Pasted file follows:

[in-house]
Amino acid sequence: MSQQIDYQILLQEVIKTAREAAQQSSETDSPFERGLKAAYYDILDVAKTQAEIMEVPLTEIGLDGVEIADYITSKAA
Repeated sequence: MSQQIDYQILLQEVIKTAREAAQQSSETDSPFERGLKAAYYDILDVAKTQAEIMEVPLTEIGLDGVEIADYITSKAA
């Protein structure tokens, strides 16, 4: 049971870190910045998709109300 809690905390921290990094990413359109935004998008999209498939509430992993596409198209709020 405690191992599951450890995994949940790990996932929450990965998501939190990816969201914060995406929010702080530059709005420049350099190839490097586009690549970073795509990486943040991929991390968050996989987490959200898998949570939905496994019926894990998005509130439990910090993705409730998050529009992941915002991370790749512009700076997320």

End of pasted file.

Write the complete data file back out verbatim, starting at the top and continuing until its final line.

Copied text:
[in-house]
Amino acid sequence: MSQQIDYQILLQEVIKTAREAAQQSSETDSPFERGLKAAYYDILDVAKTQAEIMEVPLTEIGLDGVEIADYITSKAA
Repeated sequence: MSQQIDYQILLQEVIKTAREAAQQSSETDSPFERGLKAAYYDILDVAKTQAEIMEVPLTEIGLDGVEIADYITSKAA
């Protein structure tokens, strides 16, 4: 049971870190910045998709109300 809690905390921290990094990413359109935004998008999209498939509430992993596409198209709020 405690191992599951450890995994949940790990996932929450990965998501939190990816969201914060995406929010702080530059709005420049350099190839490097586009690549970073795509990486943040991929991390968050996989987490959200898998949570939905496994019926894990998005509130439990910090993705409730998050529009992941915002991370790749512009700076997320």